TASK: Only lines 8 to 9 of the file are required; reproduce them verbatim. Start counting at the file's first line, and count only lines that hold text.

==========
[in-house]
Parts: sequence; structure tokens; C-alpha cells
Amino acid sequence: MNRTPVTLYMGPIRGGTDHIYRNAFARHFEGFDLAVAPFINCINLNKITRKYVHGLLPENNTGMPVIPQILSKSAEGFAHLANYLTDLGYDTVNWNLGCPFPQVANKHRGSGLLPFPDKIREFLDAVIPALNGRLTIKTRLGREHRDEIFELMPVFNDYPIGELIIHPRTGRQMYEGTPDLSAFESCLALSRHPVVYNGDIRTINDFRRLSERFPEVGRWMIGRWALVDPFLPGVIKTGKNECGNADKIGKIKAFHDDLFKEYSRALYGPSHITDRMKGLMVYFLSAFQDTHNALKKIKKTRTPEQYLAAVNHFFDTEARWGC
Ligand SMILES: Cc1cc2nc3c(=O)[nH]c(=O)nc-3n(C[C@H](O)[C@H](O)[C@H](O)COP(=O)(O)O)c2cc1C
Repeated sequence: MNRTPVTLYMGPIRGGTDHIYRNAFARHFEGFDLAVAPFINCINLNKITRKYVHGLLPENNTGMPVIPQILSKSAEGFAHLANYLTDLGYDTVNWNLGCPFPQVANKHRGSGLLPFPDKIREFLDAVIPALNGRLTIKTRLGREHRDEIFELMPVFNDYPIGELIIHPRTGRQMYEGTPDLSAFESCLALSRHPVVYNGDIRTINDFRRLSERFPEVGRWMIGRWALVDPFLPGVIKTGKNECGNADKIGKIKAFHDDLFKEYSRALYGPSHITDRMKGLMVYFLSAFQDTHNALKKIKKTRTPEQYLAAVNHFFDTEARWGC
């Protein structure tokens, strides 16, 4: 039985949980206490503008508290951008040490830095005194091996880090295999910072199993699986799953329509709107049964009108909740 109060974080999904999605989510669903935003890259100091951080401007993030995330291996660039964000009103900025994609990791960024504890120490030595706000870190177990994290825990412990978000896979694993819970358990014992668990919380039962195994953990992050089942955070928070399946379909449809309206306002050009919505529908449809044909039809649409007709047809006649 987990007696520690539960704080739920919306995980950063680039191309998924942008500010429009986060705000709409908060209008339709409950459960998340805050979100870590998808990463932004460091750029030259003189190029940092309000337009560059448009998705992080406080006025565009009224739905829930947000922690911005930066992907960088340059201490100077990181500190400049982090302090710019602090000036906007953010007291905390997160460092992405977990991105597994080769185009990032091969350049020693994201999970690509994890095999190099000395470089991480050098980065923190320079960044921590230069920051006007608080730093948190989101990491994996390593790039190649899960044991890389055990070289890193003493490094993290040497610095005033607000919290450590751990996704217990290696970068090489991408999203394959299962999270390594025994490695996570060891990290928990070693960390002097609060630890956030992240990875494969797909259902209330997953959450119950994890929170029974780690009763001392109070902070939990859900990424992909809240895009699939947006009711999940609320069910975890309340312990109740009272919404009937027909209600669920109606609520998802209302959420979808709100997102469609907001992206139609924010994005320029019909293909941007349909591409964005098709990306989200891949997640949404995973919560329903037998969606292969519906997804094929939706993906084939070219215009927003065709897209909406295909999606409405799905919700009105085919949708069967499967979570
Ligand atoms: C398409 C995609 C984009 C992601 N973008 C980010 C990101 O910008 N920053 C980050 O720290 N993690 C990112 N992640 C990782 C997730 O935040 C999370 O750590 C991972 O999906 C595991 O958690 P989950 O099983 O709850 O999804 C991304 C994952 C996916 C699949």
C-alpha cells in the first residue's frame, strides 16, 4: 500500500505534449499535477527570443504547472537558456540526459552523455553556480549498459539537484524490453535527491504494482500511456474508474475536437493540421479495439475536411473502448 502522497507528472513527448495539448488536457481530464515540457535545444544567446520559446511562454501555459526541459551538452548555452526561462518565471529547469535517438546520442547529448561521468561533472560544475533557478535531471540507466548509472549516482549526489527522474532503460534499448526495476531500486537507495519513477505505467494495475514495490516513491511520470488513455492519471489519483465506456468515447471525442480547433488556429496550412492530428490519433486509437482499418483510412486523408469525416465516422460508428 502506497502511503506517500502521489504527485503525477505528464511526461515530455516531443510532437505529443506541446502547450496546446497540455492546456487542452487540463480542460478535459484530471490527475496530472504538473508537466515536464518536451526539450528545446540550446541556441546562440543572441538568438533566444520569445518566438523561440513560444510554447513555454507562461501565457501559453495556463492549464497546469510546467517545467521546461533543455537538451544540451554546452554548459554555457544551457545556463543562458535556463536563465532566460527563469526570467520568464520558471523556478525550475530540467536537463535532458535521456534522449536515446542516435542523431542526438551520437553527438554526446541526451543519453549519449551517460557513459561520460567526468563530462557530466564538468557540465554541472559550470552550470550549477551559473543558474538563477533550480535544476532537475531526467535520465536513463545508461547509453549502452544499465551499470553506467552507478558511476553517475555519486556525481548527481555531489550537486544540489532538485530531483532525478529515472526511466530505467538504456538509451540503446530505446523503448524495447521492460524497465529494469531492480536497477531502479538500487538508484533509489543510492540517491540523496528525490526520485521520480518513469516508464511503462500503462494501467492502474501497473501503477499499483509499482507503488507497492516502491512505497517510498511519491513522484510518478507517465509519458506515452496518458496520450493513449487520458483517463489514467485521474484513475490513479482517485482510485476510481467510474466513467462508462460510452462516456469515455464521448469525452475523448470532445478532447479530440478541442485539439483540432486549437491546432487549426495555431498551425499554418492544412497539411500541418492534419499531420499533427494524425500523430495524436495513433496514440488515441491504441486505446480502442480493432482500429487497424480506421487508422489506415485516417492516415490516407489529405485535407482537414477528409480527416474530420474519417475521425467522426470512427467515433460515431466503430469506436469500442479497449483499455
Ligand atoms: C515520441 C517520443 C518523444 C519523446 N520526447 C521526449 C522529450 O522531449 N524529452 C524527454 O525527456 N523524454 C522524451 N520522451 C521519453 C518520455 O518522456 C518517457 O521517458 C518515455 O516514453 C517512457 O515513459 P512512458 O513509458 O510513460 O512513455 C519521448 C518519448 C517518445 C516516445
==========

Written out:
C-alpha cells in the first residue's frame, strides 16, 4: 500500500505534449499535477527570443504547472537558456540526459552523455553556480549498459539537484524490453535527491504494482500511456474508474475536437493540421479495439475536411473502448 502522497507528472513527448495539448488536457481530464515540457535545444544567446520559446511562454501555459526541459551538452548555452526561462518565471529547469535517438546520442547529448561521468561533472560544475533557478535531471540507466548509472549516482549526489527522474532503460534499448526495476531500486537507495519513477505505467494495475514495490516513491511520470488513455492519471489519483465506456468515447471525442480547433488556429496550412492530428490519433486509437482499418483510412486523408469525416465516422460508428 502506497502511503506517500502521489504527485503525477505528464511526461515530455516531443510532437505529443506541446502547450496546446497540455492546456487542452487540463480542460478535459484530471490527475496530472504538473508537466515536464518536451526539450528545446540550446541556441546562440543572441538568438533566444520569445518566438523561440513560444510554447513555454507562461501565457501559453495556463492549464497546469510546467517545467521546461533543455537538451544540451554546452554548459554555457544551457545556463543562458535556463536563465532566460527563469526570467520568464520558471523556478525550475530540467536537463535532458535521456534522449536515446542516435542523431542526438551520437553527438554526446541526451543519453549519449551517460557513459561520460567526468563530462557530466564538468557540465554541472559550470552550470550549477551559473543558474538563477533550480535544476532537475531526467535520465536513463545508461547509453549502452544499465551499470553506467552507478558511476553517475555519486556525481548527481555531489550537486544540489532538485530531483532525478529515472526511466530505467538504456538509451540503446530505446523503448524495447521492460524497465529494469531492480536497477531502479538500487538508484533509489543510492540517491540523496528525490526520485521520480518513469516508464511503462500503462494501467492502474501497473501503477499499483509499482507503488507497492516502491512505497517510498511519491513522484510518478507517465509519458506515452496518458496520450493513449487520458483517463489514467485521474484513475490513479482517485482510485476510481467510474466513467462508462460510452462516456469515455464521448469525452475523448470532445478532447479530440478541442485539439483540432486549437491546432487549426495555431498551425499554418492544412497539411500541418492534419499531420499533427494524425500523430495524436495513433496514440488515441491504441486505446480502442480493432482500429487497424480506421487508422489506415485516417492516415490516407489529405485535407482537414477528409480527416474530420474519417475521425467522426470512427467515433460515431466503430469506436469500442479497449483499455
Ligand atoms: C515520441 C517520443 C518523444 C519523446 N520526447 C521526449 C522529450 O522531449 N524529452 C524527454 O525527456 N523524454 C522524451 N520522451 C521519453 C518520455 O518522456 C518517457 O521517458 C518515455 O516514453 C517512457 O515513459 P512512458 O513509458 O510513460 O512513455 C519521448 C518519448 C517518445 C516516445